My Held-Back Pages: Into the Vacuum of Gene Clark Sings for You
For Gene Clark, the period between the February 1967 release of the artistically rewarding but commercially ineffectual Gene Clark With the Gosdin Brothers and his subsequent re-emergence in October ’68 with The Fantastic Expedition of Dillard & Clark was marked with false starts, experimentation and regrouping. It would not be unreasonable to assume that generous helpings of frustration and self-doubt conspired to thwart his commercially bruised muse during this time.
It is also a period shrouded in a great deal of mystery and mythology among the Clark cognoscenti, largely because of the 8-song acetate of demos gamely entitled Gene Clark Sings for You. John Einarson’s excellent biography of Gene exploded many of the myths surrounding this collection of songs, chief among them the idea Sings for You was a fully realized, studio-slick masterpiece which had been unfairly sentenced to languish in the vaults. The truth, although far less dramatic than all of that, is just as compelling: Sings for You is a roughly performed collection of fully realized songs, and thus a more plausible, less-romanticized reflection of Clark’s state of mind during this 18-month period. While the writer in him was intact, his ability to effectively communicate, arrange and record these ideas was largely confounded. Somewhere in the process between gifted inspiration and shoddy execution lies the essence of Gene Clark’s 18 months at the creative crossroads.
By 1967, Clark’s early promise as a writer with an uncanny flair for composing commercially viable material was inexplicably rendered more or less impotent at the exact time he needed to establish himself separate and apart from McGuinn, Crosby and Hillman. In Byrds classics like ‘I’ll Feel a Whole Lot Better’ and ‘She Don’t Care About Time’ he had woven universal themes of love and loss with exuberant melodies, all of them tinged with the unmistakeable signature of melancholic yearning. In stark contrast to this, his post-’65 compositions would seem to indicate he spent more time working with his pen rather than his guitar pick. ‘Echoes,’ his first single flop, although now seen as a shimmering piece of chamber-pop poetry, even with proper publicity, could never have competed with the ultra-hip dynamo that was the Byrds’ ‘So You Want to Be a Rock ‘n’ Roll Star,’ which managed to be lyrically interesting and extremely catchy. The aborted single ‘Only Colombe,’ which author/musician Sid Griffin memorably likened to Dylan fronting the Left Banke, was further evidence of Clark’s worsening (or deepening, depending on your viewpoint) obsession with Bob Dylan. Bottom line: ‘Only Colombe’’s lyrics are infinitely superior to its melody, which, even after repeated listens, fails to register on the applause meter. It didn’t have a good beat and you couldn’t dance to it--which was presumably part of the reason why it was pulled in the first place.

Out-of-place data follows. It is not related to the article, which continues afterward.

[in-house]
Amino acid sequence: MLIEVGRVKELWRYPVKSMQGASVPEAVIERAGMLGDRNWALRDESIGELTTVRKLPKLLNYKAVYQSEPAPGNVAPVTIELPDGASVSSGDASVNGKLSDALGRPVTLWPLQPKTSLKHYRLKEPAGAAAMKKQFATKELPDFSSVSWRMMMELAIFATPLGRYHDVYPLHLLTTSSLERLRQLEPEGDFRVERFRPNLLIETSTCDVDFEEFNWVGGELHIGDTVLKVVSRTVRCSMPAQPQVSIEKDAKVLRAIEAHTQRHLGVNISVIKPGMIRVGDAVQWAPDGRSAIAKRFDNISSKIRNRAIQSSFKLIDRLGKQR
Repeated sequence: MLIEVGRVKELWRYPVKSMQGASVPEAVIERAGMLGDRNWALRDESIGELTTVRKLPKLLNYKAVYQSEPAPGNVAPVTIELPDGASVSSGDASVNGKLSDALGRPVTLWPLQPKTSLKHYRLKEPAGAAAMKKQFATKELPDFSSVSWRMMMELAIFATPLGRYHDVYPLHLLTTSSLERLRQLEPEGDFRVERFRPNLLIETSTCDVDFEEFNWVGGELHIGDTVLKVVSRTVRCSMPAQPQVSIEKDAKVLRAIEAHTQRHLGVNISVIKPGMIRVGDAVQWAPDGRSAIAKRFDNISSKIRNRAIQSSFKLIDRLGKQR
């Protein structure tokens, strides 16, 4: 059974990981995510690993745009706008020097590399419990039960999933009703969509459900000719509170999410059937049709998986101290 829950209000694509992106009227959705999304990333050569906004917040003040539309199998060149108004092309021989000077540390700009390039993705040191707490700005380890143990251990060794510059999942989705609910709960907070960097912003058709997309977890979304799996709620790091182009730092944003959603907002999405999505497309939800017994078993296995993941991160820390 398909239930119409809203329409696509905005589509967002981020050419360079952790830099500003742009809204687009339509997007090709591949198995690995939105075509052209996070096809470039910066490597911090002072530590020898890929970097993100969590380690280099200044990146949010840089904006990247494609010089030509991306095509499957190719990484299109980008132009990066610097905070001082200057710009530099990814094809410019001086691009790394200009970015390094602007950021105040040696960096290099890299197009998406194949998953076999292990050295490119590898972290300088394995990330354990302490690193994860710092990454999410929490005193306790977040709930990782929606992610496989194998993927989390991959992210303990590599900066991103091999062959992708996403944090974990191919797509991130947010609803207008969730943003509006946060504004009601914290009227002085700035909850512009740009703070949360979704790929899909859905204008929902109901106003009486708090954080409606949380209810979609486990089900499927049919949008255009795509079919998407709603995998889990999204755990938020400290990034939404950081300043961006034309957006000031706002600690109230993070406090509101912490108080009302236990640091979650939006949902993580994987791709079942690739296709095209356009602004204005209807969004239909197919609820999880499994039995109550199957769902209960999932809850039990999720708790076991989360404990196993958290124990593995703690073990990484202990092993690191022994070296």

Rather than regroup in an attempt to write something along the lines of his previous triumphs with the Byrds, Gene chose instead to dive headlong into the dubious crevasse of narrative ambiguity and dizzying, complex wordplay. (He was now, for better or worse, at the apotheosis of his Dylan-worship.) Significantly, the Sings for You acetate reveals he occasionally sang in an obvious impersonation of Dylan’s style (‘7:30 Mode’); an affectation that shows how deeply he was under the spell, well after most of his peers (and Dylan himself) had moved on.
The vocal impersonation is indefensible, of course--especially since Gene had such a lovely voice in his own right--but what does one conclude about the lyrical explorations? Possibly a foolish move, and unquestionably unwise in a commercial sense, but after forty-one years one may smile and admire Gene’s obvious commitment to polishing his craft. What shines above all else in these recordings is his enduring love of words.
One must conclude that Gene felt compelled to explore this aspect of his writing and take it to its absolute zenith before he was able to find the perfect balance between meaningful lyrics and memorable melody (cf. 'Why Not Your Baby'). He would never again write a hit single, but there was still great music lying ahead, all of it pure Gene Clark.
Next installment: 'Past My Door' from Gene Clark Sings for You